“It will go on all night, but some of us we have to go to work tomorrow! So let’s go home and take rest.” Reasoning like a true north American. Outside the cloth palace, where astroturf again met dust, we climbed into a similar vehicle. We chatted and laughed all the way home, and then linked arms to walk through the final dark gali to to the house.

“So? How was the marriage? Did you enjoy?” Lalu stood outside the house with his arms crossed.

“Oh my gosh Lalu, it was amazing! The bride was SO beautiful-” Nadine began,

“-the food was SO nice, you would have loved it, chole and-” I gushed,

“-there were so many people, and so many pretty girls! You’ll have to come to the next one!”


I dreamed that I had again stumbled into my Bombay home after some ridiculous job, late in the night. Home was the 2BHK at Bandstand that I shared with six other girls who had come from all over India to chase their respective dreams. Down from Mount Mary church, up from Shah Rukh Khan’s bungalow.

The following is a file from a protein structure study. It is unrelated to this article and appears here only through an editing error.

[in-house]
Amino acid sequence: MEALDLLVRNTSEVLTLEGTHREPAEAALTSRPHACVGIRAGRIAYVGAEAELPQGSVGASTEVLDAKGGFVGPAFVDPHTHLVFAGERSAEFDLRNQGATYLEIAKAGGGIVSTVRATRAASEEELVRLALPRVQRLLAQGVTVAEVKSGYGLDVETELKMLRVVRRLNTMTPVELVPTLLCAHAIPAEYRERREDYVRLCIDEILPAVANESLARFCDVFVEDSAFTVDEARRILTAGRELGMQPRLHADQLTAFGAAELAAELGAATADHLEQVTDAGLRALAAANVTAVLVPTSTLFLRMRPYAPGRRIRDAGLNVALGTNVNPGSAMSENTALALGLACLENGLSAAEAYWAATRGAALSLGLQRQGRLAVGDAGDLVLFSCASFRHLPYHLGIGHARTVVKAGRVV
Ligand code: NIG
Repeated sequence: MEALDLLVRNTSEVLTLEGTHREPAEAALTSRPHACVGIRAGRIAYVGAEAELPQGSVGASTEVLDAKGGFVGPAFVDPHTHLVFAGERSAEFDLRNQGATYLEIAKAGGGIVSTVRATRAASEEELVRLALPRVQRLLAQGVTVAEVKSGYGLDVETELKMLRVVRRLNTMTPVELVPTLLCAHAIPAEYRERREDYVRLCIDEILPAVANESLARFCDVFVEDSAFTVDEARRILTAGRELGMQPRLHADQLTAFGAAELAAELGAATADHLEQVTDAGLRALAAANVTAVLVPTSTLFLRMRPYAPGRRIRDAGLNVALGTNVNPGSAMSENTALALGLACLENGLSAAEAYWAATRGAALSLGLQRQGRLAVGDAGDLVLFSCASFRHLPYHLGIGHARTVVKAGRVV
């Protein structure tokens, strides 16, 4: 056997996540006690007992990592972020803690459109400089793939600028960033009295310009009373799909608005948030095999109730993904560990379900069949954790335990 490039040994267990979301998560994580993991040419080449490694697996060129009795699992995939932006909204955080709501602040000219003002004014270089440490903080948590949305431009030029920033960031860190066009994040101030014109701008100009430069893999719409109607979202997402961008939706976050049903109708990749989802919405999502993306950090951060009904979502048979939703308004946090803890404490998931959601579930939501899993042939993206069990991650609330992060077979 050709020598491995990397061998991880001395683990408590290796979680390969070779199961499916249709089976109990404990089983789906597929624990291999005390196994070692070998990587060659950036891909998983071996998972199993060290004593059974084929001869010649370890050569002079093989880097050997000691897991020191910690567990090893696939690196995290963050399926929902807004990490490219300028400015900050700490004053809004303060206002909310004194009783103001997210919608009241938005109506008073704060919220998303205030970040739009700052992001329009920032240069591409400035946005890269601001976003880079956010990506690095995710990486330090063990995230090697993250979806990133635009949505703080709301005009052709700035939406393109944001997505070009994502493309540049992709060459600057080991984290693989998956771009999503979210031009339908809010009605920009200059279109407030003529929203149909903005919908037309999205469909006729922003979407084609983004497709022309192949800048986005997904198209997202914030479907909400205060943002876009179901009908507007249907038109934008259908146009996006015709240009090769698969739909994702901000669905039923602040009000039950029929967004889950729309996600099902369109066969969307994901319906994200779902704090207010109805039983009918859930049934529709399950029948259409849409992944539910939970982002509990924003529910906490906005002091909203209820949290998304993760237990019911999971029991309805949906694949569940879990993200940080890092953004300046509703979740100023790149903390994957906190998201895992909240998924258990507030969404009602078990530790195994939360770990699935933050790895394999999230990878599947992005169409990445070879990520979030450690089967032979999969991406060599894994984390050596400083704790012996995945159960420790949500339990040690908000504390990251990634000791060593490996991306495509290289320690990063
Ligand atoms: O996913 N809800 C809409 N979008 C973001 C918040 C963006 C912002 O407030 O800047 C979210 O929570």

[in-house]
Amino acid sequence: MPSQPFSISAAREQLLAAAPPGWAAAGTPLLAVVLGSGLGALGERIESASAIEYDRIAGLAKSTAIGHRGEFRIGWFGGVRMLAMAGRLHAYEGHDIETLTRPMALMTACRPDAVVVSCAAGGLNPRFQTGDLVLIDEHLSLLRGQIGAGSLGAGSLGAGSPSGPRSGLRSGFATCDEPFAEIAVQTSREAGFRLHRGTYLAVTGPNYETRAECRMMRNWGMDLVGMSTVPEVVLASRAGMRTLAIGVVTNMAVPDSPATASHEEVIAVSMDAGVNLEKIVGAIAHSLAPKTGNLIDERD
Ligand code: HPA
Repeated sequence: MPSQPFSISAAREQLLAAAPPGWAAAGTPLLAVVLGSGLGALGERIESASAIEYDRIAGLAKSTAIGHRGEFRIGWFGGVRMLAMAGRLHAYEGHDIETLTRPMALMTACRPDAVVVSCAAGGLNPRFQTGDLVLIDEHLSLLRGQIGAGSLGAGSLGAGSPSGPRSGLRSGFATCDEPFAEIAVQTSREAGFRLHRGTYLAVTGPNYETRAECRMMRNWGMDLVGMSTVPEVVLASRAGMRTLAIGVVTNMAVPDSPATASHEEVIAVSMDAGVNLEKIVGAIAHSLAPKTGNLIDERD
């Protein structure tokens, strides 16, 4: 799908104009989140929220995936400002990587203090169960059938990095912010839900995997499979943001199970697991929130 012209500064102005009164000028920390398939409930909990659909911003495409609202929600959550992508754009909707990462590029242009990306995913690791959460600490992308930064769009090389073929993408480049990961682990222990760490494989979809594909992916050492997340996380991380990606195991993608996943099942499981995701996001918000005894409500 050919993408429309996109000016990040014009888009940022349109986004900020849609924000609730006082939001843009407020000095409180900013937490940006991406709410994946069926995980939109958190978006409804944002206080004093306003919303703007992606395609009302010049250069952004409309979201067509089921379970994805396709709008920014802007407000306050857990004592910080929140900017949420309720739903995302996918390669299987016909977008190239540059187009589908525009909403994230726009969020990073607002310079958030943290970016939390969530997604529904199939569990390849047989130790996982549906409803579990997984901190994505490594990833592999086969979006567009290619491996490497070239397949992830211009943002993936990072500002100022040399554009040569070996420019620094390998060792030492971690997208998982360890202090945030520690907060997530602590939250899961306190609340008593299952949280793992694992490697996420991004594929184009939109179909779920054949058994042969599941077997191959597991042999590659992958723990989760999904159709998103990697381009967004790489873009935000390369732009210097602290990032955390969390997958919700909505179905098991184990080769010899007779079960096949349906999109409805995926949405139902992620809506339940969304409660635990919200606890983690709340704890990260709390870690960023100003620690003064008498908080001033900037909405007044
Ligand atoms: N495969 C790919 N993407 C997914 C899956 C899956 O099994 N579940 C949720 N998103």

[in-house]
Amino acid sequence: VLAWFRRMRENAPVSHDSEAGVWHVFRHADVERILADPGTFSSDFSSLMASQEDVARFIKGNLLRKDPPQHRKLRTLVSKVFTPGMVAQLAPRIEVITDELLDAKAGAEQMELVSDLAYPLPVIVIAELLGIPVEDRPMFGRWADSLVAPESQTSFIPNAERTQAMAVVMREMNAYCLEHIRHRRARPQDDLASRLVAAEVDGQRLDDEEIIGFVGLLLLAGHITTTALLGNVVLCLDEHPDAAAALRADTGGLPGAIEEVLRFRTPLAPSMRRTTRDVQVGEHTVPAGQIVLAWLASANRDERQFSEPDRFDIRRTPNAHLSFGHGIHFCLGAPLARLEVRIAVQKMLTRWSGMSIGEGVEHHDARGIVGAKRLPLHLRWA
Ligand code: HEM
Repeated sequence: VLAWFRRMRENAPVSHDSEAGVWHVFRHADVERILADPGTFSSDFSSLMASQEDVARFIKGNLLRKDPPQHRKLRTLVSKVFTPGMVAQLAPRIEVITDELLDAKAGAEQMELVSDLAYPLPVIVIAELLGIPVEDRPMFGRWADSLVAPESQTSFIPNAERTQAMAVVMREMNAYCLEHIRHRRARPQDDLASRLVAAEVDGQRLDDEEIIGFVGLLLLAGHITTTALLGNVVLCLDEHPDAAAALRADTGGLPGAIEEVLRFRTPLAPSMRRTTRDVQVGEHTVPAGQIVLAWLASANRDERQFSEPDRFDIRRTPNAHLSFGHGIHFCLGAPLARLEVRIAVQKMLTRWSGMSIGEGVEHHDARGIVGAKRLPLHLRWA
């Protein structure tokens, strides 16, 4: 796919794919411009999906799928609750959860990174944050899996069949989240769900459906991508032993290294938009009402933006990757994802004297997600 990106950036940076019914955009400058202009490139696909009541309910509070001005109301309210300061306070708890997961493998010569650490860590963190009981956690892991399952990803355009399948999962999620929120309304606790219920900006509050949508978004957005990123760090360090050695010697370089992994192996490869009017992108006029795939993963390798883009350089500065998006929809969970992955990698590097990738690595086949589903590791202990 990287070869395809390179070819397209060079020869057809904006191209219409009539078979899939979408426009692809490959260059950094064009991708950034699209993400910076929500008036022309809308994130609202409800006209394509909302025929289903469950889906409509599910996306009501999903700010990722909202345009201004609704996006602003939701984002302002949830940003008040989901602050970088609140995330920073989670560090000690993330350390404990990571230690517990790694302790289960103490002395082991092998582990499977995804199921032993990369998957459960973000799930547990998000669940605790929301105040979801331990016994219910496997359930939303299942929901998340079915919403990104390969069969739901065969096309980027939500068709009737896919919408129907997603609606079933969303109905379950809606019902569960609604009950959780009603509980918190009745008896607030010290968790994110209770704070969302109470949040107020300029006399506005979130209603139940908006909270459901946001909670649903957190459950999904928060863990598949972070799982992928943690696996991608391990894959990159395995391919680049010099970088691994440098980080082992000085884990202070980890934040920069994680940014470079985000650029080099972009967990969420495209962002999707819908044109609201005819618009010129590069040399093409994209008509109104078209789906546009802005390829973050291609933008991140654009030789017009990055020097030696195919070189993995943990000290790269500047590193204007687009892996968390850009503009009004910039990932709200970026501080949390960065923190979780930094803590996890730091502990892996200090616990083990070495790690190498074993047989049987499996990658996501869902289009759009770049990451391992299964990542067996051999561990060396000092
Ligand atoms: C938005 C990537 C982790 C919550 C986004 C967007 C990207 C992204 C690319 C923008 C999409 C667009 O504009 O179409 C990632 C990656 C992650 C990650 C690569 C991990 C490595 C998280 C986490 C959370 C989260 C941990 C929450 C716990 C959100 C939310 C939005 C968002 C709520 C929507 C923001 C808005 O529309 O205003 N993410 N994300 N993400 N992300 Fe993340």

You used to see Saif Ali Khan and Kareena walking past our building, holding hands,” one of the girls told me.

In my dream I slipped out of my slip -on shoes, dream-tiptoed to my room. Turned on the fan and fell on my bed. That was all I could remember of that dream.


I dreamed that I ran again sweating along the west coastline beach of Panama. Fishermen laughed and waved at me. I waved back and felt hugged by air. At the end of my dream-run, I kicked off my runners and sprinted into the ocean, diving under frothy waves. It was the most delicious physical feeling.

I dreamed that at that same place, on the warm sand, I curled up as small as I could. Stretched out as wide and as long as I could. I was as much and as alive as I could be, nestled between dunes of sand in the same way that fireflies were.